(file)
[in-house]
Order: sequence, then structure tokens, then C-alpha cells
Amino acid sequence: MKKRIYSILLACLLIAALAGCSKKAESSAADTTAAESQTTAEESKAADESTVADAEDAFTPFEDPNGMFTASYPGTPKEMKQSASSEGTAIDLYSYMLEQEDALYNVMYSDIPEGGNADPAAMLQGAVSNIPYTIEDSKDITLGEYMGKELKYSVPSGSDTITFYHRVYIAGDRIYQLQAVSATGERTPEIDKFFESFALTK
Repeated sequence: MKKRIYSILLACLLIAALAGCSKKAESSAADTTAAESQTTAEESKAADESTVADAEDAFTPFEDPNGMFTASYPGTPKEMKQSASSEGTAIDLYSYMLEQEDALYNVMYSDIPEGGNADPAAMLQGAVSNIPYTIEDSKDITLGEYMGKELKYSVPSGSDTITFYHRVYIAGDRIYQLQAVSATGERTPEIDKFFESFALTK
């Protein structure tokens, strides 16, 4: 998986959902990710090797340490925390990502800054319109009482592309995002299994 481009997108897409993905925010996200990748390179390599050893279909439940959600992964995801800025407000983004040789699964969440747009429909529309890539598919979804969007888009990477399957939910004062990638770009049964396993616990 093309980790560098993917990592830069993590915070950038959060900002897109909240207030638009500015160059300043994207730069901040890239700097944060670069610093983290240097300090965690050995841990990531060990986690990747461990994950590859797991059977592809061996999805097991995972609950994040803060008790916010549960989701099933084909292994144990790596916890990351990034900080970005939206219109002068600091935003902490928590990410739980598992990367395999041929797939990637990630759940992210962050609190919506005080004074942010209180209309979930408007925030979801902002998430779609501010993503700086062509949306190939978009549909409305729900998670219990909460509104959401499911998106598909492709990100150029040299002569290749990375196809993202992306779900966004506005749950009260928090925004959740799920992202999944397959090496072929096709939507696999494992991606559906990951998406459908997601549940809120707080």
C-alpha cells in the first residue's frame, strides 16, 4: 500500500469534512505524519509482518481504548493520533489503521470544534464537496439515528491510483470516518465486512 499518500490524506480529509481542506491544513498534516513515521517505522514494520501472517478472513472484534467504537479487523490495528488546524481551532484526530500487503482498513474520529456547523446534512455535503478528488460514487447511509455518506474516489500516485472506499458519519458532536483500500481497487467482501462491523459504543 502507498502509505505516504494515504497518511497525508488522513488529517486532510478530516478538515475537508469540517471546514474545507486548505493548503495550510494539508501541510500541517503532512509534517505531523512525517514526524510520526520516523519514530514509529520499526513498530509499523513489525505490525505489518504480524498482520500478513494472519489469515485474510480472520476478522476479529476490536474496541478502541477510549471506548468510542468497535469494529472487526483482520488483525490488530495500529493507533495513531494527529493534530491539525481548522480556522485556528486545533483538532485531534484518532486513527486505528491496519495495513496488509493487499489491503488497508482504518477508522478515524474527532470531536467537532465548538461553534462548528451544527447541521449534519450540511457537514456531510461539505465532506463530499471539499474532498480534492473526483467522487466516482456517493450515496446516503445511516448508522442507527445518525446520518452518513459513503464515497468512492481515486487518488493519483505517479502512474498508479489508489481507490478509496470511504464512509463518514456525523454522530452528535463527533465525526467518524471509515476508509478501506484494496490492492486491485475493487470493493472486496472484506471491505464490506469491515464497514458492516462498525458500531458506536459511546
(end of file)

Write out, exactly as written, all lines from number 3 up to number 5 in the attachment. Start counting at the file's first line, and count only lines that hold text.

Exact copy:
Amino acid sequence: MKKRIYSILLACLLIAALAGCSKKAESSAADTTAAESQTTAEESKAADESTVADAEDAFTPFEDPNGMFTASYPGTPKEMKQSASSEGTAIDLYSYMLEQEDALYNVMYSDIPEGGNADPAAMLQGAVSNIPYTIEDSKDITLGEYMGKELKYSVPSGSDTITFYHRVYIAGDRIYQLQAVSATGERTPEIDKFFESFALTK
Repeated sequence: MKKRIYSILLACLLIAALAGCSKKAESSAADTTAAESQTTAEESKAADESTVADAEDAFTPFEDPNGMFTASYPGTPKEMKQSASSEGTAIDLYSYMLEQEDALYNVMYSDIPEGGNADPAAMLQGAVSNIPYTIEDSKDITLGEYMGKELKYSVPSGSDTITFYHRVYIAGDRIYQLQAVSATGERTPEIDKFFESFALTK
């Protein structure tokens, strides 16, 4: 998986959902990710090797340490925390990502800054319109009482592309995002299994 481009997108897409993905925010996200990748390179390599050893279909439940959600992964995801800025407000983004040789699964969440747009429909529309890539598919979804969007888009990477399957939910004062990638770009049964396993616990 093309980790560098993917990592830069993590915070950038959060900002897109909240207030638009500015160059300043994207730069901040890239700097944060670069610093983290240097300090965690050995841990990531060990986690990747461990994950590859797991059977592809061996999805097991995972609950994040803060008790916010549960989701099933084909292994144990790596916890990351990034900080970005939206219109002068600091935003902490928590990410739980598992990367395999041929797939990637990630759940992210962050609190919506005080004074942010209180209309979930408007925030979801902002998430779609501010993503700086062509949306190939978009549909409305729900998670219990909460509104959401499911998106598909492709990100150029040299002569290749990375196809993202992306779900966004506005749950009260928090925004959740799920992202999944397959090496072929096709939507696999494992991606559906990951998406459908997601549940809120707080």